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The Black Dog Music For Photographers

On Music for Photographers, The Black Dog create a realm where abiotic factors emanate sounds for thoughtful moods.

Released: 12 November 2021
Music For Photographers

Two choices when communing with an ambient album: single notes reverberated to long-form drones, or an unspoken chant that conjures a memory to a place you've not quite been to.

The Black Dog claim that Music for Photographers should be listened to while visiting any location. So a trip to a former upscale mall. A Parthenon mock-up in its heyday, it’s now in a deep state of decay. I slip through the cyclone fence, adjusting my facemask to guard off the stench.

Every step I take, avoiding puddles of mossy green water, echoes into the partly illuminated halls. ‘Womersley, Line One’ drones like a siren, warding me off the unknown dangers in this place. Was that my own shadow? Was it a rat super-fuelled by tacos and a few sips of Corona?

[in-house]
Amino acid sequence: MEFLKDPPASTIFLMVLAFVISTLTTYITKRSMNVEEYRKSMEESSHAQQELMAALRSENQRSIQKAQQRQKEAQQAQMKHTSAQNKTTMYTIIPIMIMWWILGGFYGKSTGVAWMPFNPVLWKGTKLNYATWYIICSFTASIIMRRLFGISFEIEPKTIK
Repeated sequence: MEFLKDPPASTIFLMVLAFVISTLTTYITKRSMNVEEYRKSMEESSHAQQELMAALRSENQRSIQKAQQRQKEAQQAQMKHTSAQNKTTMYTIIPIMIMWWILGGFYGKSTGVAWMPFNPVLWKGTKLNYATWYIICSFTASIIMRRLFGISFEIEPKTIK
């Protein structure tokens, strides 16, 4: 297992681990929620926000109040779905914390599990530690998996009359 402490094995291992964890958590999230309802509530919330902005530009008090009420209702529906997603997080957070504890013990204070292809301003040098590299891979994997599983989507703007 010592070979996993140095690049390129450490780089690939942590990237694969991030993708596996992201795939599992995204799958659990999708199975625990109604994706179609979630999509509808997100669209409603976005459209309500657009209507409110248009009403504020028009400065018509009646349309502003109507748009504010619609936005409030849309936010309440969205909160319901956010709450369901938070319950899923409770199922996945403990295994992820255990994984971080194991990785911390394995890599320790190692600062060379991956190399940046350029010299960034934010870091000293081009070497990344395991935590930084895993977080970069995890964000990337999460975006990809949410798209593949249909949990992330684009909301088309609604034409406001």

It's the darkwave elements what truly make Music for Photographers work. 'Lightroom Lies, Darkroom Doom', with its Lustmord-like richness, guides me through the broken Greek columns. A rotten mess of old Garfield dolls, their suction cups still pristine, follows my every step with their non-degradable plastic eyes.

The contrast between this mould-ridden shopping centre and the surrounding middle-class houses is a strange one. I switch back and forth between the devastating sigh that is ‘We Are All Memories’ and the pulsing trance of ‘Bokeh Bokeh Bokeh’ to make sense of it all. And in its contrast I understand the obsession we have as a species to never let go of some places, no matter how rotten they become.

As I leave the area, I see an old plaster statue of Jesus Christ, a few fingers missing on each hand, ivy and grass growing wildly around it. The odd prayer and offering scribbled in sharpie, asking for health, a good grade in maths, and another year of life for a loved one, now sun kissed into oblivion by the cruel passage of time. I contribute to its vandalisation and wonder, just for a moment, if another person will explore this place when I’m gone, and wonder why I visited the grave of my first kiss.

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